Figure 1 Chest X-ray (A) and trans-thoracic echocardiogram (parasternal short axis view) (B) taken on post-operative day 8 revealed enlarged globular cardiac shadow (green arrowhead), new left pleural effusion, and massive pericardial effusion (green arrow). After a course of oral corticosteroids, the cardiac shadow size returned normal (C) (yellow arrowhead), and pericardial effusion resolved (D) on post-operative day 13 (day 6 after steroid therapy).
Figure 2 Composite vitals chart of the patient since post-operative day 6. Following the initial poor response to broad-spectrum antibiotics and discovery of 20 mm pericardial effusion, administration of corticosteroid resulted in rapid improvement in pyrexia and tachycardia, and resolution of pericardial effusion.


Development of pericardial effusion is an uncommon complication after Nuss procedure, and the reported incidence was only up to 2.4% (1). Serious pericardial effusion with pericardial tamponade was rarely reported, and may represent delayed presentation of bar displacement, cardiac or major vessel injury such as the aorta (2), and PPS (3).

PPS is more commonly known as a complication after surgery which involved opening of the pericardium, and affects up to 40% patients after cardiac surgery. As the placement of Nuss bar requires tunnelling across the anterior mediastinum, the pericardium may be irritated during the course of bar insertion due to traction, pressure or even inadvertent puncture. These may trigger aseptic inflammation of the pericardium, and develop into PPS. Pericardial effusion accompanying PPS may present in the early or late post-operative period (4), or can even cause recurrent cardiac tamponade. When suboptimally treated, pericardial constriction requiring pericardiectomy may be the sequel in up to 13% cases (5).

PPS is usually a febrile disease associated with leucocytosis and elevated inflammatory markers which can mimic and be mistaken as post-operative infections of the lung, wound or prosthesis. Poor response to intravenous antibiotics and negative septic work-up should effectively exclude prosthetic infection. An increasingly enlarging or globular cardiac shadow on chest X-ray (CXR) and effusion should alert clinician to obtain early echocardiographic examination. Absence of haemopericardium decreases likelihood of major vessel or organ injury, and should lead to a raised suspicion of PPS. As PPS can be highly and rapidly responsive to corticosteroids, early administration of corticosteroids can serve as a therapeutic trial, to prevent pericardial tamponade, and avoid the risk of invasive pericardial drainage by pericardiocentesis, percutaneous balloon pericardiotomy or surgical creation of pericardial window, when there are no obvious septic foci. Empirical use of acetylsalicylic acids, non-steroidal anti-inflammatory drugs and colchicine lacks clinical evidence to support their effectiveness in the current clinical context. As therapeutic trial of corticosteroids cannot guarantee success for every case, it is important to be vigilant of non-responders, to monitor for worsening of haemodynamic parameters, and to perform pericardial drainage promptly.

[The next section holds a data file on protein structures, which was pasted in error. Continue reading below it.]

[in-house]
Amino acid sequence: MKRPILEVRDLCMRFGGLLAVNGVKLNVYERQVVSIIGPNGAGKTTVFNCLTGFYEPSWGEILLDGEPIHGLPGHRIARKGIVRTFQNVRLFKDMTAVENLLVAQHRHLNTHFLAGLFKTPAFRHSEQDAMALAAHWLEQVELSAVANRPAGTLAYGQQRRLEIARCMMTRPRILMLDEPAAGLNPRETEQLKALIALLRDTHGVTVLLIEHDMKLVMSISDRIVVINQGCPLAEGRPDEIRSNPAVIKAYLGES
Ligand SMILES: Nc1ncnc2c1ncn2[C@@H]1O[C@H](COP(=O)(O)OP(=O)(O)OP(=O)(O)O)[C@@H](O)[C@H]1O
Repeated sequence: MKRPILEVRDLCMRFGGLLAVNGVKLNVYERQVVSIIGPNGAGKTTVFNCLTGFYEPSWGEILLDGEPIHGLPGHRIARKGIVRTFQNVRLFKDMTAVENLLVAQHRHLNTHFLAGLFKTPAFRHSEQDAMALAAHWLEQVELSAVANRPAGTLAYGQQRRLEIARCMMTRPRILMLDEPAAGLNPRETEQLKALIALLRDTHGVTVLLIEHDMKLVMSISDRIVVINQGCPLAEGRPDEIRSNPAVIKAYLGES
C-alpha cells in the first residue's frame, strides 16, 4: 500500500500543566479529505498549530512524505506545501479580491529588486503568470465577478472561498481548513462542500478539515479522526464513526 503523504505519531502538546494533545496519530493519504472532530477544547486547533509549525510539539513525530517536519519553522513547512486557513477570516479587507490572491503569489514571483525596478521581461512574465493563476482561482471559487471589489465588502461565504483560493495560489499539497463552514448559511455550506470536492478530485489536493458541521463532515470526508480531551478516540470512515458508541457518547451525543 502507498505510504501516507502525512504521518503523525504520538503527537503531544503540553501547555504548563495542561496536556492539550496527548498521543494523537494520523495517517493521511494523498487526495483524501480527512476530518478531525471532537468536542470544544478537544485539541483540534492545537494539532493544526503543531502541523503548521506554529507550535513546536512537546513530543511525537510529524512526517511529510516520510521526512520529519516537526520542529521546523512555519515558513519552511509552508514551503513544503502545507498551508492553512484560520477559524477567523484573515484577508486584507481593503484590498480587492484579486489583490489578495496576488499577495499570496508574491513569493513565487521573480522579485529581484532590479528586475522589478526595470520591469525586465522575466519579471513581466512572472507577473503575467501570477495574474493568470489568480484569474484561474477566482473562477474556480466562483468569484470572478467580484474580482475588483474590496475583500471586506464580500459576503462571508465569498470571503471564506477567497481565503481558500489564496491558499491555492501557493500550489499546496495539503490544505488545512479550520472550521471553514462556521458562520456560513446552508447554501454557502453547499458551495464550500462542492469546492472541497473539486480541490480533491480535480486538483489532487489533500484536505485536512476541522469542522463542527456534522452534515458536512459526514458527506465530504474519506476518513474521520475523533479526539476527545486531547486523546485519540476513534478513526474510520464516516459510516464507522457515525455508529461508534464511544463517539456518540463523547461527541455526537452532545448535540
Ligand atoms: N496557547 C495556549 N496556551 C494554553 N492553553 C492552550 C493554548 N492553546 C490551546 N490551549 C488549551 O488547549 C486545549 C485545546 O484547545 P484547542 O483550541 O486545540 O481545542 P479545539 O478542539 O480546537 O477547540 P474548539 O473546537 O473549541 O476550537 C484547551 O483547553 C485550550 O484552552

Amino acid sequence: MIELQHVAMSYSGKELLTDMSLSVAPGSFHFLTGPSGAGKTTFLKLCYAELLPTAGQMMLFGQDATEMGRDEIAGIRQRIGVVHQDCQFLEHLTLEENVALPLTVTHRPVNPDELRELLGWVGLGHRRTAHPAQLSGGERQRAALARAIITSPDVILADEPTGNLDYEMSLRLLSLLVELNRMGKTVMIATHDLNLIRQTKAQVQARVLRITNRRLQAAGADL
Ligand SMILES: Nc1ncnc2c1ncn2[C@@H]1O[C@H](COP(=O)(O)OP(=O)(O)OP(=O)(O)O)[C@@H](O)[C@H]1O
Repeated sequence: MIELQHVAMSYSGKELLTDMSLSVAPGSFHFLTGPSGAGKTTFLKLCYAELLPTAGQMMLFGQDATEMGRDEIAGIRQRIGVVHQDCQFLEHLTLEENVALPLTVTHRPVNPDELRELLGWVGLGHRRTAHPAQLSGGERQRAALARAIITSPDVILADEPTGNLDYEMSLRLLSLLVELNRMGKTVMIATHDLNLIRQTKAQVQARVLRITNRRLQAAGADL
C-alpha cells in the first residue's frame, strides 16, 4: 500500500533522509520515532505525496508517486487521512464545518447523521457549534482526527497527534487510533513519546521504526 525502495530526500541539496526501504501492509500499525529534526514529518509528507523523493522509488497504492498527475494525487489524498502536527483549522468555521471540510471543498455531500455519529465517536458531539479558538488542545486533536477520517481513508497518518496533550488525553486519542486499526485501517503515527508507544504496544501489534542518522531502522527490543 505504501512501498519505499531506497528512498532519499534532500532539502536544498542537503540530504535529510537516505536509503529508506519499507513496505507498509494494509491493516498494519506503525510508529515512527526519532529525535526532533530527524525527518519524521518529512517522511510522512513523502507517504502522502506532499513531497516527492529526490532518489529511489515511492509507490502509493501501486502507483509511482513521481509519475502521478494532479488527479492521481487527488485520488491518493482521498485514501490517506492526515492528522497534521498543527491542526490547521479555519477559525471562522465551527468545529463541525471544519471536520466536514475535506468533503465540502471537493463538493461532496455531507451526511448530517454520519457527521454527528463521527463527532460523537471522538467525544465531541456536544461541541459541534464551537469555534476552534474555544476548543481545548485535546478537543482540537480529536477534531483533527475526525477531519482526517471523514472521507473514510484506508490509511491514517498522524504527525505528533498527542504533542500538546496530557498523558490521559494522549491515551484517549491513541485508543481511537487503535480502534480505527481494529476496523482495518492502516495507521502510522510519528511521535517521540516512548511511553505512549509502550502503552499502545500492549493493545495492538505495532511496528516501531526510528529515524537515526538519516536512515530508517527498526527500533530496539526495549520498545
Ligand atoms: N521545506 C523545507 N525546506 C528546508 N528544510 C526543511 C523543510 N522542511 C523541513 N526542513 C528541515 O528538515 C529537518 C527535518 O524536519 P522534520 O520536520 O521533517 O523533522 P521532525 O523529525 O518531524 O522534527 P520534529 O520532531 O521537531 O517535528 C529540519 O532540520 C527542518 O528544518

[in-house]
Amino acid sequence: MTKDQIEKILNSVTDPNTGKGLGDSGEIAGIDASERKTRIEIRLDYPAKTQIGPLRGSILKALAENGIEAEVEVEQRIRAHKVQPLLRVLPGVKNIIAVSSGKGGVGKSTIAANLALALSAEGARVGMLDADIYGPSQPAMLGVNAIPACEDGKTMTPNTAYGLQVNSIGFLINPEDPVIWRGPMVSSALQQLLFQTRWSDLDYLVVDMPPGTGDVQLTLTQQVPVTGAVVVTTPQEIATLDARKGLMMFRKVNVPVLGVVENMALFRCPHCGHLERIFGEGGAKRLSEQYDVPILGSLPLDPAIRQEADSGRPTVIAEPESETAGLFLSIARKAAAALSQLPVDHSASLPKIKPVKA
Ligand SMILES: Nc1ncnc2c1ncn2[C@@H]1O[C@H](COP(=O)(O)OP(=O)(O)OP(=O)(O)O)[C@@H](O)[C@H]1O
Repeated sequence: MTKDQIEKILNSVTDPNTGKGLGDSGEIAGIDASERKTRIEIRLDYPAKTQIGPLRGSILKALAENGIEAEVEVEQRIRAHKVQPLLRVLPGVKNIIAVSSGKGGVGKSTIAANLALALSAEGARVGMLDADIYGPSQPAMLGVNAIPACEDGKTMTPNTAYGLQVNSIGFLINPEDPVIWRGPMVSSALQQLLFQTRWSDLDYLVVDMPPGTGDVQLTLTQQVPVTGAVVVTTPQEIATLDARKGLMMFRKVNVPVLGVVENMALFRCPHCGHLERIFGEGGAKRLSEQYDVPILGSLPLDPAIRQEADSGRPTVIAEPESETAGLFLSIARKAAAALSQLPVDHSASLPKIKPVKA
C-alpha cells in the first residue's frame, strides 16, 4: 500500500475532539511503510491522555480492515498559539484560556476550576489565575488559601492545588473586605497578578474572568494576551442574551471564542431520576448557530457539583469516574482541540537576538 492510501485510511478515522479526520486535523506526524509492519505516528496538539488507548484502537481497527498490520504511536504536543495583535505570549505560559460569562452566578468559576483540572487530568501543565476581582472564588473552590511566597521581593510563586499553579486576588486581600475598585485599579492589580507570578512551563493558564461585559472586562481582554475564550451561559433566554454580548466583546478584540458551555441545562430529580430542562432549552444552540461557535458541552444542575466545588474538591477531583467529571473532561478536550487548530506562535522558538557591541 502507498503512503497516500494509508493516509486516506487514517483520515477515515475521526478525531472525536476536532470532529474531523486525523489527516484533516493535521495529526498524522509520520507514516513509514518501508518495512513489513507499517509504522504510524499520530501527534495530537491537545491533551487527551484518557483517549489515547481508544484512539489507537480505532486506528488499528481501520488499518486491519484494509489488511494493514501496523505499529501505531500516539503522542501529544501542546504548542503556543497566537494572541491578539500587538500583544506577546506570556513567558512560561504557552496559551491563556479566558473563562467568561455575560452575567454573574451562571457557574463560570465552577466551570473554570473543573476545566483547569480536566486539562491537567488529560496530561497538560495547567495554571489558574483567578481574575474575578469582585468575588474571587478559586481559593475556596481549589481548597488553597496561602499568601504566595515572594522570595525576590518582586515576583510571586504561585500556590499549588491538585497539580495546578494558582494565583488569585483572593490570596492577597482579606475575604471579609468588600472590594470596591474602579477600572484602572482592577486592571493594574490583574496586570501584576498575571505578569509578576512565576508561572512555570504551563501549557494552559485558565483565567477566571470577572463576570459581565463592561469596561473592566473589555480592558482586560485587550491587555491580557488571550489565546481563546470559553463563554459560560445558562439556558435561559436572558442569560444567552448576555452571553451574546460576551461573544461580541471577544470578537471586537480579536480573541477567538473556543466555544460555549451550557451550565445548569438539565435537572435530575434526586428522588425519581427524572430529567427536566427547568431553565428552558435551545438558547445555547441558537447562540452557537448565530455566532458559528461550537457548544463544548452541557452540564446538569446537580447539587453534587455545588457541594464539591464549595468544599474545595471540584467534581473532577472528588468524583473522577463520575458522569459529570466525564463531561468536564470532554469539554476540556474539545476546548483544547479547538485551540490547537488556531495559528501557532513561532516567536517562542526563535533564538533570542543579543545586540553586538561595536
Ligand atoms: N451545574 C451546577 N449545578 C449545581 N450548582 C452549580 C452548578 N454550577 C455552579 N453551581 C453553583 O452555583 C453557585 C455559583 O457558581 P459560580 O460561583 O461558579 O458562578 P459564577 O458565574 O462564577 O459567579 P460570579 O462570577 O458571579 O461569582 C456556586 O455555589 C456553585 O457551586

In conclusion, PPS is an uncommonly reported and diagnosed complication with potentially serious consequences following Nuss procedure, mandating a high index of suspicion. An early therapeutic trial with corticosteroids may be attempted to achieve potential rapid clinical improvement and avoidance of invasive procedures.




Conflicts of Interest: The authors have no conflicts of interest to declare.

Informed Consent: Written informed consent was obtained from the patient for publication of this manuscript and any accompanying images.


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Cite this article as: Yu PS, Ng VW, Lau RW, Ng CS. Massive pericardial effusion after Nuss procedure: to drain or not to drain? J Thorac Dis 2018;10(1):E27-E30. doi: 10.21037/jtd.2017.11.131